As the polls for Kogi and Bayelsa governorships loom, news reports show a trend. We read about whole communities declaring for a candidate. I wonder whether such reporters spoke to whole communities. The worst culprit has been the imperial-looking, walking-stick Governor Seriake Dickson of Bayelsa State. He probably mistakes his walking stick for a police baton, given the way he governs. And he was a policeman. Sometimes though he poses more like a headmaster.
These reports are clearly orchestrated. But this trend began decades ago. As a student, I often wondered how a reporter knew that a whole community endorsed one person without any scientific proof. It is often done by a call or a news release signed by a fawning soldier of the candidate.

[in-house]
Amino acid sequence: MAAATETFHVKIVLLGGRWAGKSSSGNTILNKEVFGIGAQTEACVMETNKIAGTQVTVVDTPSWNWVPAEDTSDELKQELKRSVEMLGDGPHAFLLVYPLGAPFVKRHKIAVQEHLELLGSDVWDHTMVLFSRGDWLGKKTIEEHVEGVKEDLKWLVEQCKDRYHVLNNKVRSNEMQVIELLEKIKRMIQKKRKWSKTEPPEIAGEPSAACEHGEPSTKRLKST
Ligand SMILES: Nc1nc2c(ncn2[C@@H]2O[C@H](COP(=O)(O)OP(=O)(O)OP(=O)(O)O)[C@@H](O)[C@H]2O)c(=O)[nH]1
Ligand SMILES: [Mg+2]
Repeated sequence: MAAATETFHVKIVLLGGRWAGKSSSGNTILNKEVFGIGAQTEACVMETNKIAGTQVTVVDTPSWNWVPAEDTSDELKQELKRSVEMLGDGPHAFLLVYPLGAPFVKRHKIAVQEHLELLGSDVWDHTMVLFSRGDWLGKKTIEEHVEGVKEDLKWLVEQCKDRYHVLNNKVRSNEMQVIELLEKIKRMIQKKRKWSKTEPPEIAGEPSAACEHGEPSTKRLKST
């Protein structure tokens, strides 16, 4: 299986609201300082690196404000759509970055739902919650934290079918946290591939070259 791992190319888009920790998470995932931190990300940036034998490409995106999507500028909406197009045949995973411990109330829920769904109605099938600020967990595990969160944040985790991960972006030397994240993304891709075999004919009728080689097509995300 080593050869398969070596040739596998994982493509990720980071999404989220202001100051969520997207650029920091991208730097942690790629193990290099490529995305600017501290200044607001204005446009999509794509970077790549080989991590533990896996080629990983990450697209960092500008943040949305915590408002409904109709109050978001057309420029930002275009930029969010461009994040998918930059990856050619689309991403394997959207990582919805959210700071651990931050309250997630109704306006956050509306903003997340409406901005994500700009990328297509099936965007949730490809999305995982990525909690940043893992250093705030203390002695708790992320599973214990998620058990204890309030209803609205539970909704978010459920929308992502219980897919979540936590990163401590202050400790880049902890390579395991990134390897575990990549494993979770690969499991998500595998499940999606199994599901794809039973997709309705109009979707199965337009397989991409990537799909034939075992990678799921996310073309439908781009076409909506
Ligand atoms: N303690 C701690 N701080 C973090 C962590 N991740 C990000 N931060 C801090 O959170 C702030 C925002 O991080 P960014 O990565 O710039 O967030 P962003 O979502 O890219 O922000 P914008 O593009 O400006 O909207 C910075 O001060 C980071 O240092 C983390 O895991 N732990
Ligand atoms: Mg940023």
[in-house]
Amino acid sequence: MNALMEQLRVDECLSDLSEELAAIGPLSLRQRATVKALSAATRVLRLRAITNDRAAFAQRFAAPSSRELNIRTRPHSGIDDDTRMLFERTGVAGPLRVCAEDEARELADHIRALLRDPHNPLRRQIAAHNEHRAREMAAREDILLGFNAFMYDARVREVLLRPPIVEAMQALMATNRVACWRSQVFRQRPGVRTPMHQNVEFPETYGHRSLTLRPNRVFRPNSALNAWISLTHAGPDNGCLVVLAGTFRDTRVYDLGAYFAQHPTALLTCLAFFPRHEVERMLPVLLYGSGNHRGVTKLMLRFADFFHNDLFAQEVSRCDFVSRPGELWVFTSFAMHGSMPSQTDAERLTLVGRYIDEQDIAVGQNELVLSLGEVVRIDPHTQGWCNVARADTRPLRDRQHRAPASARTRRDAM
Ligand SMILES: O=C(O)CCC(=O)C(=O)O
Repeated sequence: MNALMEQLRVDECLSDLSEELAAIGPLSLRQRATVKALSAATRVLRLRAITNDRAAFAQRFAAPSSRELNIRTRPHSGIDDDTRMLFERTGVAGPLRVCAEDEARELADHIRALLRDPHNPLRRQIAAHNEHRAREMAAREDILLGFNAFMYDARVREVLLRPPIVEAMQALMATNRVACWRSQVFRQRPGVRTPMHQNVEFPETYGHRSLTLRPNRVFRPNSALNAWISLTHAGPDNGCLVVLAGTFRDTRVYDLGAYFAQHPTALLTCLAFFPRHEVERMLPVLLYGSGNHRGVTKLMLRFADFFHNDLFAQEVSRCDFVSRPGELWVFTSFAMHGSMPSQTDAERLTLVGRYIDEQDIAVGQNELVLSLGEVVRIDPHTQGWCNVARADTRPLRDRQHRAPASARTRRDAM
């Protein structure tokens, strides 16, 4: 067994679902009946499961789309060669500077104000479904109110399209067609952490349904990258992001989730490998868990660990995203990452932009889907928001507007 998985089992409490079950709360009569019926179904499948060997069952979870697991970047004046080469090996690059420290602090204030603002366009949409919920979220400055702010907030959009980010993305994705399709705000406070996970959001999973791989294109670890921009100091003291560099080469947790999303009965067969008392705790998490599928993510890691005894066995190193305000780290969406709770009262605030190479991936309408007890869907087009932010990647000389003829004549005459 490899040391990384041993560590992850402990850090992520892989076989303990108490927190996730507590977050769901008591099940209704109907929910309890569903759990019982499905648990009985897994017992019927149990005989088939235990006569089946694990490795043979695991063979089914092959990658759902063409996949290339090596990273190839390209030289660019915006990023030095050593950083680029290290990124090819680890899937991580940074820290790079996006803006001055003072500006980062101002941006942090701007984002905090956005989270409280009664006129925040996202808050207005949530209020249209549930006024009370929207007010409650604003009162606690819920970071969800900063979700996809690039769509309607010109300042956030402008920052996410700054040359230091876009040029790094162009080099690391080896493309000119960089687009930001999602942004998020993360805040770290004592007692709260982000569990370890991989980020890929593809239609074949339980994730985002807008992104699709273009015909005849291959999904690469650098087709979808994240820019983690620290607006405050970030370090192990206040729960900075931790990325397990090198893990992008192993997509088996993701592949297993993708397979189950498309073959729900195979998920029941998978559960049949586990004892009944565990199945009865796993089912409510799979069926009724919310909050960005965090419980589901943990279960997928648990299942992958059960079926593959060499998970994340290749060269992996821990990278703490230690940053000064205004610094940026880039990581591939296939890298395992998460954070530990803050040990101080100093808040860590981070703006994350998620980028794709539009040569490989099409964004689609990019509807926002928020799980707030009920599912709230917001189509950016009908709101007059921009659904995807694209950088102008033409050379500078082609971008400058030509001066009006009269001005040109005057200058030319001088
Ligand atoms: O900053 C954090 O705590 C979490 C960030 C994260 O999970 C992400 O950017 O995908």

Reporters and editors should be wary of such reports. Some newspapers reported similar enthusiasms in the just-concluded elections, and the real results turned to be the opposite.
Such reports about endorsements will eventually end as collections in a museum of lies. This is a parody of the tale in Nobel Prize winner Orhan Pamuk’s work, The Museum of Innocence.